parasailing 2Once hooked up, all we had to do was relax in a seated position in our harnesses as the boat started pulling away, and up, up, up we climbed into the air. The scenery down below was magnificent, the sparkling blue water highlighted by white wake as the boat zipped down the river, leaves on trees along the riverbank beginning to turn amber and crimson. Gliding through the sky, the cool breeze hit our faces as the sun warmed them.

Smooth sailing all the way, right? That’s the way it usually is, we’re told. But the winds were picking up, and we started dipping a bit here and there, kind of like slight turbulence on an airplane. It wasn’t enough to bother me, though. If fact, it was kind of fun.

In the end our trip was cut short for safety precaution. After we landed, were unharnessed and back in the boat, we found out that the parachute had actually been pulling the 9,000 pound boat backward, upstream, when Captain Andy made the decision to reel us in. Even though our ride was a bit more challenging than usual, I wouldn’t hesitate to do it again. Only next time I might choose to do it in the summer and opt for getting wet.

Captain Andy’s Parasail, located at the Grafton Harbor Marina, operates Fridays through Sundays May 1 to October 31, plus the three summer holidays, weather permitting. You can also make advance reservations for weekday cruises. Check the web site for further details.

Disclosure:  My cruise on Captain Andy’s Parasail was hosted by the Alton Regional CVB and Captain Andy’s Parasail, but any opinions expressed in this post are strictly mine.

Thank you for reading Midwest Wanderer. Don’t miss a post. Enter your e-mail address below and click Subscribe to be notified whenever I publish another post. Subscription is FREE. After subscribing, be sure to click the link when you get the e-mail asking you to confirm.   — Connie


 

DeMoulin Museum, Greenville IL: Quirky and Shocking

DeMoulin Museum, Greenville IL: Quirky and Shocking

The world’s largest maker of band uniforms and choir robes didn’t start out in the garment business. The business was quite different in the late 1800s and early 1900s. Back then they made initiation devices for fraternal organizations, devices like a phone that sprayed water in the face of the user, a strength tester that paddled one’s bottom, and a trick chair that collapsed when sat in. Today you can see, and maybe become a victim of, some of these quirky and sometimes shocking devices at the DeMoulin Museum in Greenville, Illinois.

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Ed DeMoulin happened to be in the right place at the right time. A photographer in Greenville, Illinois, in the 1890s, DeMoulin liked to tinker with gadgets. William Northcott, another Greenville resident, was Head Consul of the Modern Woodmen of America, a fraternal organization. Looking for ways to increase membership in the MWA, Northcott approached DeMoulin for suggestions on making the fraternal organization more fun. DeMoulin, together with his two brothers, came up with the idea of the initiation devices, which they began producing.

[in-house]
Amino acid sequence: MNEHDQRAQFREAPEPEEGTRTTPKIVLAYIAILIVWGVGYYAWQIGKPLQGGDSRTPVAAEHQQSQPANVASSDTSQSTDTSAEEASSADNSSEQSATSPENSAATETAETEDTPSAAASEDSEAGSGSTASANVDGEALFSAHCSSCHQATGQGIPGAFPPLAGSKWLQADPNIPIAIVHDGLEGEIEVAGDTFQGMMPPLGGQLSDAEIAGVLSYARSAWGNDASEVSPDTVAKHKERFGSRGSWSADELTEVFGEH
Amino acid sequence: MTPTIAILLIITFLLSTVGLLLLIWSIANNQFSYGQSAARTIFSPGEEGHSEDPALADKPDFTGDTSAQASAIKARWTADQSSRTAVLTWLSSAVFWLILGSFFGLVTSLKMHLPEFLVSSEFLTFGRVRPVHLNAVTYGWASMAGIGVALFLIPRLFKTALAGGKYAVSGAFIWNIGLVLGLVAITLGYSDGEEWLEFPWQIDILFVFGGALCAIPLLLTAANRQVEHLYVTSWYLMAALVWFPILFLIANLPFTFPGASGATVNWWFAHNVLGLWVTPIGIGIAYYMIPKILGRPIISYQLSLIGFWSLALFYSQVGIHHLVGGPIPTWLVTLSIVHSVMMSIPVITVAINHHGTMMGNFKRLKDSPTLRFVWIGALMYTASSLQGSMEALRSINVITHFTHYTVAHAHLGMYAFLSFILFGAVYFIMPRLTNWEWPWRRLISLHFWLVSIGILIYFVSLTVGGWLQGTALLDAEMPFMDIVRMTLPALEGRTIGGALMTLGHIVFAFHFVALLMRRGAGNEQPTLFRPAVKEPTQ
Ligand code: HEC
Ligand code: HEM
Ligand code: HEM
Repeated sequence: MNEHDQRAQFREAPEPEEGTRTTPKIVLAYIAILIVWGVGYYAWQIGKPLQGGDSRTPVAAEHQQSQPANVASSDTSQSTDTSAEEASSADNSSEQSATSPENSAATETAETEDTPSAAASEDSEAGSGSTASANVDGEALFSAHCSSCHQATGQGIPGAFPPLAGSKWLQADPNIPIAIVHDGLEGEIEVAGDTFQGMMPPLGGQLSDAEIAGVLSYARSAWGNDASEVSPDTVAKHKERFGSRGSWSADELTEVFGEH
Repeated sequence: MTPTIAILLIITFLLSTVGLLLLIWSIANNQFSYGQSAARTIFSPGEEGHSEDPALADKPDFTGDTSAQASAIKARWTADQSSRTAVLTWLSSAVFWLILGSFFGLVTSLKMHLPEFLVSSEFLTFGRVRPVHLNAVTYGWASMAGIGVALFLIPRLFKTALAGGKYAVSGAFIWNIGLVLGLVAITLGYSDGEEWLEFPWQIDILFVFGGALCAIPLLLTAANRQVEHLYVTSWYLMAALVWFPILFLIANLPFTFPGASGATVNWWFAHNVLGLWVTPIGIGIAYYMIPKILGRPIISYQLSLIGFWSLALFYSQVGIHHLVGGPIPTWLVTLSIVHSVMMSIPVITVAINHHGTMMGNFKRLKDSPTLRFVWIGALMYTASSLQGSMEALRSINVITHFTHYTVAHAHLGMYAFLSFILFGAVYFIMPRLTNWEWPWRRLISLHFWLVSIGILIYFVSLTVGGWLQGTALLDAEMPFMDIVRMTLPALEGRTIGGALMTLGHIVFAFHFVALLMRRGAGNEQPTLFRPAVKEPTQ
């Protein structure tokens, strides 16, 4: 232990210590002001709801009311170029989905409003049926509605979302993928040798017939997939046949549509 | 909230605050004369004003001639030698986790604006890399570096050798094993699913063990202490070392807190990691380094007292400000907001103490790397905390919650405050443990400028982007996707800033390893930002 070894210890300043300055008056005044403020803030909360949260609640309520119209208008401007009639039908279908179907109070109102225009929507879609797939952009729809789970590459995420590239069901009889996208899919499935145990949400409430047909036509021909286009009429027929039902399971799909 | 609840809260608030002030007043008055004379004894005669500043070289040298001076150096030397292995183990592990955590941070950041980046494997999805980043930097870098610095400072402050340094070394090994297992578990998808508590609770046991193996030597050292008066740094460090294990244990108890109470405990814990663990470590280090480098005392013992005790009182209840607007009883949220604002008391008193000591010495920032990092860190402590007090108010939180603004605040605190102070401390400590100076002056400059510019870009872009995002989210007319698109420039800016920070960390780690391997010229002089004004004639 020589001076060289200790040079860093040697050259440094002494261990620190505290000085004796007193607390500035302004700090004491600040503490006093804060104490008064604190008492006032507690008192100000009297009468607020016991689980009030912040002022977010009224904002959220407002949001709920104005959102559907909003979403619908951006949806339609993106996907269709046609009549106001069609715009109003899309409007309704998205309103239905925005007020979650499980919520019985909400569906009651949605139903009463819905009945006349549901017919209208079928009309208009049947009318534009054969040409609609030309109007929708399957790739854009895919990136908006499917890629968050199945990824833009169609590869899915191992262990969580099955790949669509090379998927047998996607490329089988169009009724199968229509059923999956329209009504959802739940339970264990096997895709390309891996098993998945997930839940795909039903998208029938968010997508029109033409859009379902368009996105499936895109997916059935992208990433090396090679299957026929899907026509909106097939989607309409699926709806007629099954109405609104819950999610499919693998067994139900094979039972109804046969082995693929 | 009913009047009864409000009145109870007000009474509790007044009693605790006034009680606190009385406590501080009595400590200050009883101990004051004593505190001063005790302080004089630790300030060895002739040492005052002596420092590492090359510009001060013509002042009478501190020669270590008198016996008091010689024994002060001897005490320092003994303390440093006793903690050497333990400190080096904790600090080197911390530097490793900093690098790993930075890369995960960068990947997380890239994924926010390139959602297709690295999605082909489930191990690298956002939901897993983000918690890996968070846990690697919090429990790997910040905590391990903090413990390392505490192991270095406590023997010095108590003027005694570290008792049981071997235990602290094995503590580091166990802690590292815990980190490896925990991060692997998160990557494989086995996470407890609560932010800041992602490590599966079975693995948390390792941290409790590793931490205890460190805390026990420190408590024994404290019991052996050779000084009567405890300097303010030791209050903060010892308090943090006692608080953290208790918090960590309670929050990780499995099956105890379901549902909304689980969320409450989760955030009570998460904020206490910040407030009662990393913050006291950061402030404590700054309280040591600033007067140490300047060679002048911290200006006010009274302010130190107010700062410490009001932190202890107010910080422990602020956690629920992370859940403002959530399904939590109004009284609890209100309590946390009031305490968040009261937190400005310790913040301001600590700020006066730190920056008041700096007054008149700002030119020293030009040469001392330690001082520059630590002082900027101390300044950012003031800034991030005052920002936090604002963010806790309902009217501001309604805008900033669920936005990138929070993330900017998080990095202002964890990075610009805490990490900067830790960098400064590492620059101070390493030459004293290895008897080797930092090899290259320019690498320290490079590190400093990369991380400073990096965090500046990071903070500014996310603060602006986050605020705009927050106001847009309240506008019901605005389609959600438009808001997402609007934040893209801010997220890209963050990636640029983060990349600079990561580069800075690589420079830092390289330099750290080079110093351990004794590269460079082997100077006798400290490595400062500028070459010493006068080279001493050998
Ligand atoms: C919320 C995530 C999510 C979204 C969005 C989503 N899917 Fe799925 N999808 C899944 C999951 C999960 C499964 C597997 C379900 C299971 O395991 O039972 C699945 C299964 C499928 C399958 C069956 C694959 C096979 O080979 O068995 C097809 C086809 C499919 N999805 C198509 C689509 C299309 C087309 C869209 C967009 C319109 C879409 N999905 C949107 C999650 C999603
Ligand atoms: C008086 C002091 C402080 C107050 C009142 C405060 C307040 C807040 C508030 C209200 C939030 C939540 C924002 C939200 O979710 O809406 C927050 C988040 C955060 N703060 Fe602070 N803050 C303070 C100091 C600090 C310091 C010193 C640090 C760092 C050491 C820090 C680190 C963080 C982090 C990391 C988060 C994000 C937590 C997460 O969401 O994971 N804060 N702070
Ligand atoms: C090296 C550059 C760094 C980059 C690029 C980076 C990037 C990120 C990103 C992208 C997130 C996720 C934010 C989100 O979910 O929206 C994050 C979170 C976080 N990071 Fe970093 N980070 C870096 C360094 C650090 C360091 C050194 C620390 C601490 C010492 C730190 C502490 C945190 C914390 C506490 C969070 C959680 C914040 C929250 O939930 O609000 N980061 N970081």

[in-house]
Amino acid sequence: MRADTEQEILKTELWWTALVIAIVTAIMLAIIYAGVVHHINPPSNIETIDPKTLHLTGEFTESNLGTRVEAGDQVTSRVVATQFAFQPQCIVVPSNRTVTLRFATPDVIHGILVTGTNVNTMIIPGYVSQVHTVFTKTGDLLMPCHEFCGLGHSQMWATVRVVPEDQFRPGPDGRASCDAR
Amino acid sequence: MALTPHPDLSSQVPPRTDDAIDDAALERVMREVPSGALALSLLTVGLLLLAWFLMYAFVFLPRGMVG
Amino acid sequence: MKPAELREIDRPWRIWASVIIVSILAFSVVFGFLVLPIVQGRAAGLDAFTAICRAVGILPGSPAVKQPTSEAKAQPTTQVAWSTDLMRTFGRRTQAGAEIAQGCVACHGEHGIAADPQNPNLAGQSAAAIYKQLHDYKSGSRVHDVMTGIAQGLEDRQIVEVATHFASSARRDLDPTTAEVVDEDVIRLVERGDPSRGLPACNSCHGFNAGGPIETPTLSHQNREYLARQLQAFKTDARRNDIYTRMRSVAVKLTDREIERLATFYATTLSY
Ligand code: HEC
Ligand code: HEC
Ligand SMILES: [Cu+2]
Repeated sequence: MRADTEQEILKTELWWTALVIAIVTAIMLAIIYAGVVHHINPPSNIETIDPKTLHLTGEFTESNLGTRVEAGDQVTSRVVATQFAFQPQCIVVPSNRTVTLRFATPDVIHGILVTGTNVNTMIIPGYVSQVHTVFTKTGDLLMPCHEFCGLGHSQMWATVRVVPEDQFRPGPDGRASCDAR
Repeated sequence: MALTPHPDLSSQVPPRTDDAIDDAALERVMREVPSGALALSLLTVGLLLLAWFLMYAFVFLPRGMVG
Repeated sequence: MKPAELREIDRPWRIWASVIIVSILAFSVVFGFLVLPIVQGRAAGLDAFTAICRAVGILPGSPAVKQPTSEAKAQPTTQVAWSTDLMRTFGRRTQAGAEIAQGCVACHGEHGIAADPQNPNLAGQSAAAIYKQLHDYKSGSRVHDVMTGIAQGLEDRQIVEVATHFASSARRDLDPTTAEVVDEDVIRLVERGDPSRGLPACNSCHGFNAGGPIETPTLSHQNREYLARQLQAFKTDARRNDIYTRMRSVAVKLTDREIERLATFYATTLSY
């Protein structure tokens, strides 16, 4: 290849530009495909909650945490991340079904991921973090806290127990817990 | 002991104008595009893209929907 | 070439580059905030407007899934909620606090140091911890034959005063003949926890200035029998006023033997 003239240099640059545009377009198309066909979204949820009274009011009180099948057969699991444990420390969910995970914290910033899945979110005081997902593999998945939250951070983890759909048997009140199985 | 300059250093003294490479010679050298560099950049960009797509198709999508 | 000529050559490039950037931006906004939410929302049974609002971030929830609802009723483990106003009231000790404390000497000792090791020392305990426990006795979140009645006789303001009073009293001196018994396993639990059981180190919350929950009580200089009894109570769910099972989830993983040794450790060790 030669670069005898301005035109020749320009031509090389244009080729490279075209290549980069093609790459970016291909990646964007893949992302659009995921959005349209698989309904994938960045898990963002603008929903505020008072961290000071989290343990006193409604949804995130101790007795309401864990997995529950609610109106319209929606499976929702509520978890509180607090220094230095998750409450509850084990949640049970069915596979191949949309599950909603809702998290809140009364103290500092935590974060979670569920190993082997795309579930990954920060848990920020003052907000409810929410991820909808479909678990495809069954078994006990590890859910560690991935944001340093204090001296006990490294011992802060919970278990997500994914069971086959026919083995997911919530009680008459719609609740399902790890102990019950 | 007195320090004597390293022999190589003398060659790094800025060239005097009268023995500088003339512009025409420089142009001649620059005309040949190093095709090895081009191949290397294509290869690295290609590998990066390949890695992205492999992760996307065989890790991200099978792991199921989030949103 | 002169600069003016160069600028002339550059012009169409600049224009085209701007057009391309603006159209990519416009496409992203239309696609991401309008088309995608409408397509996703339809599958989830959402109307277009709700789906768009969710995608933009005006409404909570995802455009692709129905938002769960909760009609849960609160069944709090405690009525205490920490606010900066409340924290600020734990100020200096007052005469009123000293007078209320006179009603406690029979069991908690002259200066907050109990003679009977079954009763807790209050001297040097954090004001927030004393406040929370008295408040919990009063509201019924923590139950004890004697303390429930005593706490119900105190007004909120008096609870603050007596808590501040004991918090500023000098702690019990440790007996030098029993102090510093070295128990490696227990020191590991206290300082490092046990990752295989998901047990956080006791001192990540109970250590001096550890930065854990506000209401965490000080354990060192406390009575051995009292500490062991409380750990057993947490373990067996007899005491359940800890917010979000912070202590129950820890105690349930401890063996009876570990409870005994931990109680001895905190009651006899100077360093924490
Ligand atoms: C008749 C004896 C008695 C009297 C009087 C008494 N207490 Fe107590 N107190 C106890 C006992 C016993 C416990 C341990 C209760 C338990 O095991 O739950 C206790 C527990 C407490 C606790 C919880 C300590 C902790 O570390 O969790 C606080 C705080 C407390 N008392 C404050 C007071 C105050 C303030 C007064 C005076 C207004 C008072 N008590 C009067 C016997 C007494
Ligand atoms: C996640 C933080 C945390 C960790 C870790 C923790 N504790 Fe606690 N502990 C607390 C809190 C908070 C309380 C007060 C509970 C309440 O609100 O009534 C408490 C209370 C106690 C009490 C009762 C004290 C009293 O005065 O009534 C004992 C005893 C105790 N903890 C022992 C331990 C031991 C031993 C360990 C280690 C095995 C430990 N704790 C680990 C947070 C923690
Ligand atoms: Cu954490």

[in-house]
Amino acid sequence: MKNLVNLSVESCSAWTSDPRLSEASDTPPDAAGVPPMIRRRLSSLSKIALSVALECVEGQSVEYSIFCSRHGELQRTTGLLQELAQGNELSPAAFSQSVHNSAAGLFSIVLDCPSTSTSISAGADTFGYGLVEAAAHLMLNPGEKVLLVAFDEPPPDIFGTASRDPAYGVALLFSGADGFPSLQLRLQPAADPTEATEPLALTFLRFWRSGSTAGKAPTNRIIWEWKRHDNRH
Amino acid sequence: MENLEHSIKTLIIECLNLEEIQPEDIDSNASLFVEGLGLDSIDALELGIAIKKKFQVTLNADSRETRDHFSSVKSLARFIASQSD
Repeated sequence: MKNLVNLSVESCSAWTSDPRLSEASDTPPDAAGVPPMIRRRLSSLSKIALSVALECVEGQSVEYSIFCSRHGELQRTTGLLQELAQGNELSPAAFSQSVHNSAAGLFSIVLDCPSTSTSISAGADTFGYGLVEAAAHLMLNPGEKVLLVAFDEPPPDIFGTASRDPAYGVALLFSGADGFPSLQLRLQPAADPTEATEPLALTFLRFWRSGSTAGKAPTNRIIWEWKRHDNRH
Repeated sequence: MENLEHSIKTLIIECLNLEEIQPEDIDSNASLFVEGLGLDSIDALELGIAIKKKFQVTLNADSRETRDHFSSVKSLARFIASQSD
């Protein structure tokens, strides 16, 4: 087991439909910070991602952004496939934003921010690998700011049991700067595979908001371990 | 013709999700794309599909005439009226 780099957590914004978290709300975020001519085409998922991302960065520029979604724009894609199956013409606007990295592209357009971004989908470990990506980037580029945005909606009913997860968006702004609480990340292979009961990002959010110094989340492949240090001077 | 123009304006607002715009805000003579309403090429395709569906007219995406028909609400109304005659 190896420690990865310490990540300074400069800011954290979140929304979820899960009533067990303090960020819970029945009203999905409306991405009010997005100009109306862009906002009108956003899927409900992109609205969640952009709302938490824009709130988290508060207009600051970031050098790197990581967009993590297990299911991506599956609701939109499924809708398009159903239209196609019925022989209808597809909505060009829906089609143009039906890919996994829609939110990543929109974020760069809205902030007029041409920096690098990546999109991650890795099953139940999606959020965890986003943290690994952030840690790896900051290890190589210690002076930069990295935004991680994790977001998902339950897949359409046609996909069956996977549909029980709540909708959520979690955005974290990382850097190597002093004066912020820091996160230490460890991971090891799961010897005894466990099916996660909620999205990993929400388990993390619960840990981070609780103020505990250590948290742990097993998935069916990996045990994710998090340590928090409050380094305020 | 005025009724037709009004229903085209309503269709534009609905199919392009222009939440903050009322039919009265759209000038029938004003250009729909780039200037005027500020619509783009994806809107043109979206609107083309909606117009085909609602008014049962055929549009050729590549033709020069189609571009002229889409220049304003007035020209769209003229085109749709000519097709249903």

Band uniformsThe DeMoulins’ thirty patented devices were popular with fraternal organizations throughout America and were used until around 1930. The company continued to make furniture and fraternal regalia after that and eventually evolved into band uniforms. You’ll see some of those items in the museum, too, but the fun is in the initiation devices. John Goldsmith, curator of the museum, demonstrated some of the devices for us on our visit.

The spanker was one of the earlier inventions. The blindfolded fraternal candidate was swatted with the padded side of the spanker. When struck, a blank cartridge would go off, creating a loud noise.

Paddle

“Riding a goat” was a popular initiation, and they ranged from being pulled around on a stuffed goat until eventually falling off to being strapped onto the Ferris Wheel Goat and being rolled head over heels.

Goat 2

Ferris Wheel Goat

As a candidate, you might be told you needed to be branded. Blindfolded (a common thread among most initiations), your arm would be touched with the “branding iron,” giving you an electric shock.

Branding iron

The trick chair would collapse as you sat in it, give you a shock and set off a blank cartridge.

Collapsing chair 1

Collapsing chair 2

You could be asked to pull on the handles of the strength testing machine, some of which squirted water in your face, and some that whacked you in the behind with a paddle, again with the bang of a blank cartridge.

Lifting machine

Lifting machine 2

If you had the knife board initiation, you’d see someone ready to throw knives before you were blindfolded and strapped to the board. Fake knives would pop out of the board near you, making you think the knives were being thrown.

Knife board

John said the guillotine, which had safety mechanisms to stop short of touching the “victim” gets different reactions from adults and kids. Kids love it and want to lay in it for photo ops, whereas adults inch away from it.

guillotine

Norma Goldsmith, John’s late mother, was the inspiration for the not-for-profit museum. A long-time DeMoulin employee, Norma had her own collection of memorabilia, the start of the museum artifacts. The museum continues its search for items to add to the collection. John says it isn’t uncommon to get a call from someone across the country who happens to have a DeMoulin device or other memorabilia. In fact, David Copperfield, the illusionist is an avid collector of the initiation devices, often compares notes with John, and has demonstrated some of them on late-night talk shows.